Nonprofit payroll software can offer many advantages to an organization, especially organizations in the healthcare industry that are looking to scale fund accounting for the next 10 years. To maximize the benefits of your healthcare payroll software, you should understand how to do payroll and how to choose the best software.

How Do Nonprofits Do Payroll?

In the healthcare industry, nonprofit and for-profit organizations have similar payroll practices. However, if you have a nonprofit, you should understand a few details about payroll for your organization.

Payroll Withholdings and Taxes

Nonprofit payroll withholds Social Security, Medicare, federal and state taxes as applicable and must match Medicare and Social Security withholding similar to a for-profit company. Nonprofits are also responsible for paying unemployment insurance, including disability, where required by law. Some states also allow certain nonprofits to choose how they will pay their unemployment insurance costs.

Nonprofits typically apply for grants to fund certain projects, and some grants can cover payroll expenses, depending on the grant’s specific terms, what type of employee you’re paying and the work they are performing on the project. When an employee is being paid through a grant, they must track their activities and time back to this grant. Tracking is crucial in this situation, as some work may qualify for grant dollars while some activities may not.

Lack of Bonuses or Commissions

Even though a nonprofit organization does not pay bonuses or commissions for things like sales or work performance, nonprofits are still required to pay employees minimum wage or more, with certain exceptions granted by the Department of Labor’s Wage and Hour Division. Nonprofits use collected funds to help a certain cause rather than to benefit the group or individuals involved in the organization, and this rule applies to commissions and bonuses.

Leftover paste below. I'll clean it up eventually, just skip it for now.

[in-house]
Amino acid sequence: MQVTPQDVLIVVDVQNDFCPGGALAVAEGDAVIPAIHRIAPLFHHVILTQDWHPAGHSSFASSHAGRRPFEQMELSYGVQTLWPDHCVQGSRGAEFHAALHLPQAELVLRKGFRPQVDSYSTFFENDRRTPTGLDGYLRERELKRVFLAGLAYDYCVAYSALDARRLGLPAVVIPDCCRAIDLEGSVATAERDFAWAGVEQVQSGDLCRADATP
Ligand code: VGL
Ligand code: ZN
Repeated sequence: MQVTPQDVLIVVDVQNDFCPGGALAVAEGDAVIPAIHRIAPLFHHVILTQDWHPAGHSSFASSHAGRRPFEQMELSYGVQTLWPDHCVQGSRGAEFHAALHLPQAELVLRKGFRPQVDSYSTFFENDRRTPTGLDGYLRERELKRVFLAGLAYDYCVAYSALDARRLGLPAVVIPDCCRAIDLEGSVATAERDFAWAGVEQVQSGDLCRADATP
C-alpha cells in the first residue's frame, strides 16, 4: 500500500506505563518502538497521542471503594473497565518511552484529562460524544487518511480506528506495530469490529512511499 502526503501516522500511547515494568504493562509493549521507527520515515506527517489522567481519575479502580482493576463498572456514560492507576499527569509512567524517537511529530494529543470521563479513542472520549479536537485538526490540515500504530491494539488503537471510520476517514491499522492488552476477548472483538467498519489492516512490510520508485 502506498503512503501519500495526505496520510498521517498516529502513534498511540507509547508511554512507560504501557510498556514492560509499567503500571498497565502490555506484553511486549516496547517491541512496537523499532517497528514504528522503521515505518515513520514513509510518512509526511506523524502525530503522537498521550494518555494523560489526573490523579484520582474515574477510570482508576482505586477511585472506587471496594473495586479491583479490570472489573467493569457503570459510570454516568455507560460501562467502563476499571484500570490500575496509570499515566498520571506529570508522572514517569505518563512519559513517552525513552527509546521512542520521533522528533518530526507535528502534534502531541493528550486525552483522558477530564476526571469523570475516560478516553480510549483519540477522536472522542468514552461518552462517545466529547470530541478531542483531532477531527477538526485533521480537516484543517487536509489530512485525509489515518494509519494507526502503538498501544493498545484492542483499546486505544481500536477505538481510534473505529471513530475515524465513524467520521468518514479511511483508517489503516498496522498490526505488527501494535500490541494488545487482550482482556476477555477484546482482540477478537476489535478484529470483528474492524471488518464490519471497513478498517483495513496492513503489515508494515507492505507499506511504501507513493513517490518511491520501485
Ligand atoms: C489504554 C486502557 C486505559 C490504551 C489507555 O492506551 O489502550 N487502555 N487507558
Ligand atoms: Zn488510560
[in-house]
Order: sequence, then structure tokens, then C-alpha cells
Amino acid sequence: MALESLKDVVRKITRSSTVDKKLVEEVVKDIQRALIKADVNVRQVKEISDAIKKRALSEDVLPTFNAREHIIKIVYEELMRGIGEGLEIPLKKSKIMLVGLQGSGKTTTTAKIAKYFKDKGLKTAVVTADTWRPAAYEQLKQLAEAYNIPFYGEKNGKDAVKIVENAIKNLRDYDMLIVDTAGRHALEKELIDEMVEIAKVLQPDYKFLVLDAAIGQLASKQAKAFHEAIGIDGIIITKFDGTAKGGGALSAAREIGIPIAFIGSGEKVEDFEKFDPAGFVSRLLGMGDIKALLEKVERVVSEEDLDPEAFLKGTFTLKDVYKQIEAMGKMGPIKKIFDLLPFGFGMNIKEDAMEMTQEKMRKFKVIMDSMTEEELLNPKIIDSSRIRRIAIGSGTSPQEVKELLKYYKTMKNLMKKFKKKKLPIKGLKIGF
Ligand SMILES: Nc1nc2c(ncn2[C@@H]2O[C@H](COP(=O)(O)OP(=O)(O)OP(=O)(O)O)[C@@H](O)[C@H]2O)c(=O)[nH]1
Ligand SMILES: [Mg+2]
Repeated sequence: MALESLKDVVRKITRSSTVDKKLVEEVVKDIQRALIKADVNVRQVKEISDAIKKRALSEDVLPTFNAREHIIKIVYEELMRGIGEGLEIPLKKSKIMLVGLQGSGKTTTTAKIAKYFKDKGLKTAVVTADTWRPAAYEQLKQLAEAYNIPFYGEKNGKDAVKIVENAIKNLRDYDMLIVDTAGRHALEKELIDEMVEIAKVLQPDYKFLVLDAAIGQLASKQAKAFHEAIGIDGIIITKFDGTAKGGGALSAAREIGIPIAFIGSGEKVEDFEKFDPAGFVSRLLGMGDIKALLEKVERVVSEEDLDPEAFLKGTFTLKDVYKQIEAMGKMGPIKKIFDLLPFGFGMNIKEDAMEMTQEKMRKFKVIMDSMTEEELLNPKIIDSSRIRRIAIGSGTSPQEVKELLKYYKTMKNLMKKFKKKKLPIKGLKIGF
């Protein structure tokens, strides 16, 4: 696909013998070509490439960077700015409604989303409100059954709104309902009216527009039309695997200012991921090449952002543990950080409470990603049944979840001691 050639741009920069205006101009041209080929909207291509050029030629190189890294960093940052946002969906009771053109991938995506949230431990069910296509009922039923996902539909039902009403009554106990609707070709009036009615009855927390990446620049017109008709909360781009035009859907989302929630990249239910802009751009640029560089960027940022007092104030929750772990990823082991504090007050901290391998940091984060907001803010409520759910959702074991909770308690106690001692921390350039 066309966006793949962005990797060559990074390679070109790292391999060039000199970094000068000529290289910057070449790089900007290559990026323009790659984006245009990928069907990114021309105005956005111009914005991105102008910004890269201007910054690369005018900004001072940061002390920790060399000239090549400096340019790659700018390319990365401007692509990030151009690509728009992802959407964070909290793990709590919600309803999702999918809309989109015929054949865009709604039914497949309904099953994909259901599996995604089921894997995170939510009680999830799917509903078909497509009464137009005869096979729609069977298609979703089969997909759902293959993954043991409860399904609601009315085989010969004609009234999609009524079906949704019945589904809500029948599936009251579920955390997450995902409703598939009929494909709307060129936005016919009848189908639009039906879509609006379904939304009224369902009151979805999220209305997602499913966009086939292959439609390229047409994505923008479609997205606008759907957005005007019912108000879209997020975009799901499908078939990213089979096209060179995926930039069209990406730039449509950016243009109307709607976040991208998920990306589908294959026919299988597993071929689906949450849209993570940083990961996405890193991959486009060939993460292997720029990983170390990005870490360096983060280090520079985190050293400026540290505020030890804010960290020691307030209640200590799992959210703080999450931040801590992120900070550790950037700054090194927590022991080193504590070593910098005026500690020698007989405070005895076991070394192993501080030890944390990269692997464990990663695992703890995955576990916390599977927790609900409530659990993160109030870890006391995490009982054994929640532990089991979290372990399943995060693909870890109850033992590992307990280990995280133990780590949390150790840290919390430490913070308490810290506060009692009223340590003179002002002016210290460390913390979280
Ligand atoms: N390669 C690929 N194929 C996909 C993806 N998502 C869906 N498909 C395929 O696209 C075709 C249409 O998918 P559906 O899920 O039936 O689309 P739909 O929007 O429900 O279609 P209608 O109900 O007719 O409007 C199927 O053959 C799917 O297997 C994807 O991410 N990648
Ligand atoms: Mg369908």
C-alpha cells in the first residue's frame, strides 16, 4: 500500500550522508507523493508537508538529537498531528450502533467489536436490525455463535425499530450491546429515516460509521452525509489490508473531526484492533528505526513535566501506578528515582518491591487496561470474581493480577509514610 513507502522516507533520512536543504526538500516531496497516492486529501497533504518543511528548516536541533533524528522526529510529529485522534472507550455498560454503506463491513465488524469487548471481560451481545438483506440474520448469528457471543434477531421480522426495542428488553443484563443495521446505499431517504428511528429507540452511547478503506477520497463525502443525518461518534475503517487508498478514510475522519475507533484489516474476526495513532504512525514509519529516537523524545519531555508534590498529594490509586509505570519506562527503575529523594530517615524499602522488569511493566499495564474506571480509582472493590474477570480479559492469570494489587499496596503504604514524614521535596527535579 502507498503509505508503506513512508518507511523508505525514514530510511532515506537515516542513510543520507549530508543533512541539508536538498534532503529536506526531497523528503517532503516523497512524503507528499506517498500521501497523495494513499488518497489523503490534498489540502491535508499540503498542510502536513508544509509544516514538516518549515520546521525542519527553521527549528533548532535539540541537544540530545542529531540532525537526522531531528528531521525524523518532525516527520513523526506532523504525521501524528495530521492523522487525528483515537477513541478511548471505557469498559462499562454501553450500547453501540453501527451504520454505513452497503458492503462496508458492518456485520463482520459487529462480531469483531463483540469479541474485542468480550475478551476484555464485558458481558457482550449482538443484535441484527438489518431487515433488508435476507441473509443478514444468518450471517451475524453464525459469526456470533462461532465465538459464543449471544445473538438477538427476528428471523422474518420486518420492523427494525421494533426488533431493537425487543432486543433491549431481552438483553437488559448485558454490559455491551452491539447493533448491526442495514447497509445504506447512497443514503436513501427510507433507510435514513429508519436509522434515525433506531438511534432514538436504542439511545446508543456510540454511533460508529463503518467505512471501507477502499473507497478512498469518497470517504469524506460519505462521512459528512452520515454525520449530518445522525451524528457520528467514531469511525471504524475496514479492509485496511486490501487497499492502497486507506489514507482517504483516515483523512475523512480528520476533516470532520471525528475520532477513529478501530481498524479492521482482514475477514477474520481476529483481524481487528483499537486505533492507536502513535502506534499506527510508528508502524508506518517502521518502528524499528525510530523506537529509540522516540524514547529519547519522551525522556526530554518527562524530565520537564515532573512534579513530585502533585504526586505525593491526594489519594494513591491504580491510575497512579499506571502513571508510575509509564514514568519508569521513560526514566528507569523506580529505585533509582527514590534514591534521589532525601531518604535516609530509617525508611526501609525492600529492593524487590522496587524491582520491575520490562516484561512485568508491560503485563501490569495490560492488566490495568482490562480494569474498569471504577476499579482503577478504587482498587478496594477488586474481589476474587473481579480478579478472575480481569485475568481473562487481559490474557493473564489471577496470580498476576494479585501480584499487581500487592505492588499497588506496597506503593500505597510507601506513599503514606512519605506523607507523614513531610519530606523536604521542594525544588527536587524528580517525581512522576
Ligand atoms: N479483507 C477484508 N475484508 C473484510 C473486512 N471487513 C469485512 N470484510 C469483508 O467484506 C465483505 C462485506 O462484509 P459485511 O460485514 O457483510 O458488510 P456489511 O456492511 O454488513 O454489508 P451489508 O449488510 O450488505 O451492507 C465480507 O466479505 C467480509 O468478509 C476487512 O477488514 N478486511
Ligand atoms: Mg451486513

To be exempt from this rule, a bonus or commission would need to fall under reasonable compensation as defined by the Internal Revenue Service (IRS).

Employee Benefits Packages

While employers at nonprofits can offer benefits packages to attract top talent, nonprofit leaders cannot exceed reasonable compensation. However, this does mean that nonprofit employees and employees for commercial enterprises can receive the same employee benefits packages. Like for-profit institutions, nonprofits are still responsible for abiding by paid time off, overtime, work hours, family leave, recordkeeping and labor law requirements, as dictated by their locality.

Additionally, nonprofits can, but are not required to, pay volunteers, as long as it’s not a regular amount that could be considered payroll. Nonprofit organizations often use benefits packages to attract and keep good employees. While many people are drawn to nonprofit work for the challenge and to feel proud of their work, a benefits package ensures that these excellent employees will stick around to continue doing good work.

Tax-Empty Status

Nonprofits are often required to file annual information returns unless they are exempt, such as for being a religious or political organization. When they are charitable organizations, nonprofits are tax-exempt under IRS Section 501(c)(3). This allows them to give donors deductions and pay no tax on revenue aside from state sales and use taxes. Keep in mind that organizations can lose their non-exempt statuses if they are structured to benefit individuals, stakeholders or private interests.

Benefits of Using Payroll Software for Nonprofit Organizations